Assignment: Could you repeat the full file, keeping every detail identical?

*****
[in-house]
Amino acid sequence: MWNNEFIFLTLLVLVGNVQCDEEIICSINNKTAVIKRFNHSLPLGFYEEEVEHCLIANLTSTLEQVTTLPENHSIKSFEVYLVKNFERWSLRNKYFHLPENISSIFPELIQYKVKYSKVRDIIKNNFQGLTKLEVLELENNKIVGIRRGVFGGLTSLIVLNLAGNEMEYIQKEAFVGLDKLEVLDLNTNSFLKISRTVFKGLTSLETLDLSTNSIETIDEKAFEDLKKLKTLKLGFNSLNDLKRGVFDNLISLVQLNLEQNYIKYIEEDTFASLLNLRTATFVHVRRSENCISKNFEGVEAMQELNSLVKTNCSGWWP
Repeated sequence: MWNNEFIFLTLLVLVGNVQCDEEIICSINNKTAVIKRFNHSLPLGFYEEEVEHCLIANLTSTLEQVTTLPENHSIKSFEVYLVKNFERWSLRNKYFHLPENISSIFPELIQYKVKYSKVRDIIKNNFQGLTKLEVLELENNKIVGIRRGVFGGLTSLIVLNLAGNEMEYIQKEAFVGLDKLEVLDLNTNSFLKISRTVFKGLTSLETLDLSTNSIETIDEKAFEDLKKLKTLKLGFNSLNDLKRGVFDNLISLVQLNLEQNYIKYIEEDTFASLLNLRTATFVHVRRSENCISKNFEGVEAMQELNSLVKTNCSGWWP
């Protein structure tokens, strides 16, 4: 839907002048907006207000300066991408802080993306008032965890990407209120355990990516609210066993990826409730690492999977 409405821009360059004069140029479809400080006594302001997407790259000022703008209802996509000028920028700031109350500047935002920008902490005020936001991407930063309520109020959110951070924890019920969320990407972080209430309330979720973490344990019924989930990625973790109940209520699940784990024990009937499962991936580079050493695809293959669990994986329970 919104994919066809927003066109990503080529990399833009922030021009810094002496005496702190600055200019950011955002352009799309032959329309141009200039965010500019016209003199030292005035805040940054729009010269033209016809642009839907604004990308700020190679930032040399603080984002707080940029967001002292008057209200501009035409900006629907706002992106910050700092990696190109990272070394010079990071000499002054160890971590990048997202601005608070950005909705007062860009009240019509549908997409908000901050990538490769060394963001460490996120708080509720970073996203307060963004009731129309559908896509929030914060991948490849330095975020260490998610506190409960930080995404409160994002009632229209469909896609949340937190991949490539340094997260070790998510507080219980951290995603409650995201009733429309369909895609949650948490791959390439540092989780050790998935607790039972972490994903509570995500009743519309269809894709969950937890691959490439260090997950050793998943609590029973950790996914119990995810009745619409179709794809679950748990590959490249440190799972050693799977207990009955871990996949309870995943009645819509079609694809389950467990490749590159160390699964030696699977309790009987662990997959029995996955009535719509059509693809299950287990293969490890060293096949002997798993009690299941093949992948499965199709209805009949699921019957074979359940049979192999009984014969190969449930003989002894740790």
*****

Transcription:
[in-house]
Amino acid sequence: MWNNEFIFLTLLVLVGNVQCDEEIICSINNKTAVIKRFNHSLPLGFYEEEVEHCLIANLTSTLEQVTTLPENHSIKSFEVYLVKNFERWSLRNKYFHLPENISSIFPELIQYKVKYSKVRDIIKNNFQGLTKLEVLELENNKIVGIRRGVFGGLTSLIVLNLAGNEMEYIQKEAFVGLDKLEVLDLNTNSFLKISRTVFKGLTSLETLDLSTNSIETIDEKAFEDLKKLKTLKLGFNSLNDLKRGVFDNLISLVQLNLEQNYIKYIEEDTFASLLNLRTATFVHVRRSENCISKNFEGVEAMQELNSLVKTNCSGWWP
Repeated sequence: MWNNEFIFLTLLVLVGNVQCDEEIICSINNKTAVIKRFNHSLPLGFYEEEVEHCLIANLTSTLEQVTTLPENHSIKSFEVYLVKNFERWSLRNKYFHLPENISSIFPELIQYKVKYSKVRDIIKNNFQGLTKLEVLELENNKIVGIRRGVFGGLTSLIVLNLAGNEMEYIQKEAFVGLDKLEVLDLNTNSFLKISRTVFKGLTSLETLDLSTNSIETIDEKAFEDLKKLKTLKLGFNSLNDLKRGVFDNLISLVQLNLEQNYIKYIEEDTFASLLNLRTATFVHVRRSENCISKNFEGVEAMQELNSLVKTNCSGWWP
């Protein structure tokens, strides 16, 4: 839907002048907006207000300066991408802080993306008032965890990407209120355990990516609210066993990826409730690492999977 409405821009360059004069140029479809400080006594302001997407790259000022703008209802996509000028920028700031109350500047935002920008902490005020936001991407930063309520109020959110951070924890019920969320990407972080209430309330979720973490344990019924989930990625973790109940209520699940784990024990009937499962991936580079050493695809293959669990994986329970 919104994919066809927003066109990503080529990399833009922030021009810094002496005496702190600055200019950011955002352009799309032959329309141009200039965010500019016209003199030292005035805040940054729009010269033209016809642009839907604004990308700020190679930032040399603080984002707080940029967001002292008057209200501009035409900006629907706002992106910050700092990696190109990272070394010079990071000499002054160890971590990048997202601005608070950005909705007062860009009240019509549908997409908000901050990538490769060394963001460490996120708080509720970073996203307060963004009731129309559908896509929030914060991948490849330095975020260490998610506190409960930080995404409160994002009632229209469909896609949340937190991949490539340094997260070790998510507080219980951290995603409650995201009733429309369909895609949650948490791959390439540092989780050790998935607790039972972490994903509570995500009743519309269809894709969950937890691959490439260090997950050793998943609590029973950790996914119990995810009745619409179709794809679950748990590959490249440190799972050693799977207990009955871990996949309870995943009645819509079609694809389950467990490749590159160390699964030696699977309790009987662990997959029995996955009535719509059509693809299950287990293969490890060293096949002997798993009690299941093949992948499965199709209805009949699921019957074979359940049979192999009984014969190969449930003989002894740790």